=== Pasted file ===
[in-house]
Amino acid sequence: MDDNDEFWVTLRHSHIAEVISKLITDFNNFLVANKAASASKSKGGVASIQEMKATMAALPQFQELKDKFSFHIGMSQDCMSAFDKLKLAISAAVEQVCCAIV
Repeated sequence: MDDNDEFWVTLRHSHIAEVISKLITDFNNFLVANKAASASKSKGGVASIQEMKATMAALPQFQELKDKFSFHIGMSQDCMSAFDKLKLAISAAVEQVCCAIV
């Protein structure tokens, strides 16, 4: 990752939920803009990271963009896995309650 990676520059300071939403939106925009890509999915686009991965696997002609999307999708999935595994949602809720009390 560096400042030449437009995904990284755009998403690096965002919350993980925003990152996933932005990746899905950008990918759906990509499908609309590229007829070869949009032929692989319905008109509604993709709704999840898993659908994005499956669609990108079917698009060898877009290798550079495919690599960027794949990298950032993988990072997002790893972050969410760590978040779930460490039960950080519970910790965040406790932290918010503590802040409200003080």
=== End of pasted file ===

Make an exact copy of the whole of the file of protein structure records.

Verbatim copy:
[in-house]
Amino acid sequence: MDDNDEFWVTLRHSHIAEVISKLITDFNNFLVANKAASASKSKGGVASIQEMKATMAALPQFQELKDKFSFHIGMSQDCMSAFDKLKLAISAAVEQVCCAIV
Repeated sequence: MDDNDEFWVTLRHSHIAEVISKLITDFNNFLVANKAASASKSKGGVASIQEMKATMAALPQFQELKDKFSFHIGMSQDCMSAFDKLKLAISAAVEQVCCAIV
């Protein structure tokens, strides 16, 4: 990752939920803009990271963009896995309650 990676520059300071939403939106925009890509999915686009991965696997002609999307999708999935595994949602809720009390 560096400042030449437009995904990284755009998403690096965002919350993980925003990152996933932005990746899905950008990918759906990509499908609309590229007829070869949009032929692989319905008109509604993709709704999840898993659908994005499956669609990108079917698009060898877009290798550079495919690599960027794949990298950032993988990072997002790893972050969410760590978040779930460490039960950080519970910790965040406790932290918010503590802040409200003080």